The body of the sternum , considerably lengthier, narrower, and thinner than the manubrium, attains its greatest breadth close to the lower end.- Surfaces :...

     (gladiolus)
  • Xiphoid process
    Xiphoid process
    The xiphoid process, or xiphisternum or metasternum, is a small cartilaginous process of the lower part of the sternum which is usually ossified in the adult human. By age 15 to 29, the xiphoid usually fuses to the body of the sternum with a fibrous joint. Unlike the synovial articulation of major...



In its natural position, the inclination of the bone is oblique from above, downward and forward. It is slightly convex in front and concave behind; broad above, shaped like a "T", becoming narrowed at the point where the manubrium joins the body, after which it again widens a little to below the middle of the body, and then narrows to its lower extremity. Its average length in the adult is about 17 cm, and is rather longer in the male than in the female.

In early life its body is divided in four segments, called sternebrœ (singular: sternebra).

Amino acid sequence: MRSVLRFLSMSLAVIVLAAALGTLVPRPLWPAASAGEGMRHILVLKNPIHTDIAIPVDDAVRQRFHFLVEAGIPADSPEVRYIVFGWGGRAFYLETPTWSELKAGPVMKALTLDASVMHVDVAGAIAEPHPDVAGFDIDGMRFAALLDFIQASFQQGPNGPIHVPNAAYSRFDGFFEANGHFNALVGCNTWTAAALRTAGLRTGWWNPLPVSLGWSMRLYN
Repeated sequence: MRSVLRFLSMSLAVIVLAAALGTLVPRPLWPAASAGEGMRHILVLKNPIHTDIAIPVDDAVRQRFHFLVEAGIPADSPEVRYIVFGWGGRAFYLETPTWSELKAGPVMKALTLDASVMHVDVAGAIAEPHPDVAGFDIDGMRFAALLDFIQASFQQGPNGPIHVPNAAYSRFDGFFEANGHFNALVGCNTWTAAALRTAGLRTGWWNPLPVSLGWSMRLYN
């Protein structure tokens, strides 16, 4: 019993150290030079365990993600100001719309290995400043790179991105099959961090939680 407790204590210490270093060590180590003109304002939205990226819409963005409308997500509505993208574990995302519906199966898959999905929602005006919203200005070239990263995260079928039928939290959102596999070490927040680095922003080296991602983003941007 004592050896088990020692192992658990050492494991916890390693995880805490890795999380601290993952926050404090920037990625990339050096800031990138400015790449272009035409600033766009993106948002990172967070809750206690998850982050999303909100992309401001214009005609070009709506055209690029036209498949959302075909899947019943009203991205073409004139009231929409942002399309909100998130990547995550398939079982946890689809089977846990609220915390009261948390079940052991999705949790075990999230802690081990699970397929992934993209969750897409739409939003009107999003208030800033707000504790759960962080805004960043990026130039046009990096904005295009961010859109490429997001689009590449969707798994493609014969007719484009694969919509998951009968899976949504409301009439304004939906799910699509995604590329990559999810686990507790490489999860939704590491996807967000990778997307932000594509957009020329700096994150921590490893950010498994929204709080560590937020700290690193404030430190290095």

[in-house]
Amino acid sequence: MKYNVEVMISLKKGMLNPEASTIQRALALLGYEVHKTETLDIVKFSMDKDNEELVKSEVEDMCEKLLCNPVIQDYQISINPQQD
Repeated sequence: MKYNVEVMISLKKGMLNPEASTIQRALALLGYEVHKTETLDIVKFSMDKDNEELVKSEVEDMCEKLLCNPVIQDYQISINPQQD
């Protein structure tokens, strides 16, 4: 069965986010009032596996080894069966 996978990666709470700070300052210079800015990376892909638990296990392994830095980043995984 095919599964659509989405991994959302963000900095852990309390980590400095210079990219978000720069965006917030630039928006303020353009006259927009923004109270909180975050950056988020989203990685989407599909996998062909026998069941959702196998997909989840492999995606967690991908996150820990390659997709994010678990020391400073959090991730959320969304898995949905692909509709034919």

Structure


The manubrium (ma-NOO-bree-um) is the broad superior portion of the sternum. The suprasternal (jugular) notch is medially located at the superior end of the manubrium. You can feel this notch between your two clavicles (collarbones). Located superiorly and laterally are the right and left clavicular notches.

The body
Body of sternum
The body of the sternum , considerably lengthier, narrower, and thinner than the manubrium, attains its greatest breadth close to the lower end.- Surfaces :...

, or gladiolus, is the longest part of the sternum. The sternal angle
Sternal angle
The sternal angle or 'angle of Louis', from the Latin angulus Ludovici is the anterior angle formed by the junction of the manubrium and the body of the sternum in the form of a secondary cartilaginous joint . This is also called the manubriosternal joint or Angle of Louis...